The CEN-CENELEC STAIR-AHA (Standards, Innovation and Research platform* on Active and Healthy Ageing) held its first meeting at the end of October in Berlin, hosted by the PROGRESSIVE project at the premises of PROGRESSIVE partner DIN. The platform has been initiated by PROGRESSIVE to sustain and continue the project’s activities dealing with an increased focus on and involvement of older people in the standards development process and taking into account their views, expectations, preferences and challenges.
At the meeting in Berlin, thirty one experts on active and healthy ageing from 11 European countries (plus Australia) debated on how the standardisation system could improve the engagement of older persons. Participants represented several European national standardisation bodies, standard developing organisations, private companies, representatives of older people’s and consumer organisations and research organisations.
Questions addressed and discussed, included: How can standardisation help us to meet the demographic challenges? Which services exist and which ones are sought after by older people? How can products and services meet the three “A’s”, i.e. accessibility, affordability and availability? Is technology a barrier or an enabler? Attendees shared their experiences and explained how their organisations try to address these challenges.
The causes and consequences of the low level of participation of older people in the development of standards for AHA were investigated using a problem tree analysis. Some of the main causes detected were the lack of resources, the lack of awareness and information, as well as accessibility, language and technology barriers. This lack of participation has many undesired consequences. Standards have a high risk of not meeting the user’s needs and expectations, lacking relevance and legitimacy. It also increases the risk of ageism, i.e. stereotyping of and discrimination against individuals or groups on the basis of their age. On top of that, it hinders innovation and leads to a waste of resources.
Some standards bodies, as well as some private companies, have strategies to fill this gap and reach out to the end users. However, experience shows that, especially at national level, there is a need to improve the engagement of end users and older people in the standardisation process. The PROGRESSIVE project presented the “Guidelines for User Co-production in Standards,” developed to provide practical methodologies that may help to solve this issue. Attendees showed their interest in promoting this document to the European standardisation community. Complementing this approach, there was a debate “changing mindsets”, one of the main mantras of the PROGRESSIVE project. The feedback provided by the participants was aligned with the key ethical tenets described by the PROGRESSIVE project in its “Ethical Framework for Standards in the Context of ICT for AHA,” and will be subject of a future statement.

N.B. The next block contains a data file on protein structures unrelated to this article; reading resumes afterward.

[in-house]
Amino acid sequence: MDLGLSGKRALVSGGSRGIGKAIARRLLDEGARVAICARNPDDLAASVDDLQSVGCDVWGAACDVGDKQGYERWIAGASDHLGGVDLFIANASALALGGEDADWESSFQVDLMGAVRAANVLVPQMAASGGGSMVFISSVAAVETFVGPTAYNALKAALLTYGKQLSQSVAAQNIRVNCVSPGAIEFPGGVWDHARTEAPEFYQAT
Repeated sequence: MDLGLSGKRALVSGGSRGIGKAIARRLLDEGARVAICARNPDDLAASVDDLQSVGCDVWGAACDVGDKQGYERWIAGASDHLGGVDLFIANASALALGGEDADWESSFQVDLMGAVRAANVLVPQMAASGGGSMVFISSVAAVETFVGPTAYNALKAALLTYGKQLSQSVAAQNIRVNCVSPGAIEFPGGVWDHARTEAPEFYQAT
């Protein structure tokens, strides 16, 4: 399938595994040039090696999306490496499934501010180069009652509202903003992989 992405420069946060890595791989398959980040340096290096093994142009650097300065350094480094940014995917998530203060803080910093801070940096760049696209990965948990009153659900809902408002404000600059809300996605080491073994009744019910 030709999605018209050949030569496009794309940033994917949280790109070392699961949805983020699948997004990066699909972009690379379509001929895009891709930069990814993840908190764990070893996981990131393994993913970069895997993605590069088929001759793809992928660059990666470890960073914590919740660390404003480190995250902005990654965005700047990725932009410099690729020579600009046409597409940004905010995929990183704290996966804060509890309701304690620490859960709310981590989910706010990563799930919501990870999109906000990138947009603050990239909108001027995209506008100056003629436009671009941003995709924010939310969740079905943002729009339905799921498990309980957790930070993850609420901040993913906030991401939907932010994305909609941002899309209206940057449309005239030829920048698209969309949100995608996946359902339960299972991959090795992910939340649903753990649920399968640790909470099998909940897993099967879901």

Other tools developed by PROGRESSIVE on Interoperability and on Smart Homes were also presented, and the attendees debated on the ways forward for the STAIR-AHA. Ways to improve the involvement of end users and the creation of sustainable ties with older people’s representatives should be topics to be explored, as well as the promotion of the user co-production guide and raising awareness on the mutual benefits of the inclusion of older people’s needs in standards, products and services.
The next STAIR-AHA meeting will take place the 31st of January at the heart of the European Standardisation system, CEN-CENELEC, in Brussels. Join us in this thrilling challenge!
*For more information on CEN-CENELEC STAIR platforms, see www.cencenelec.eu/research/tools/projects/STAIRplatform/Pages/default.aspx.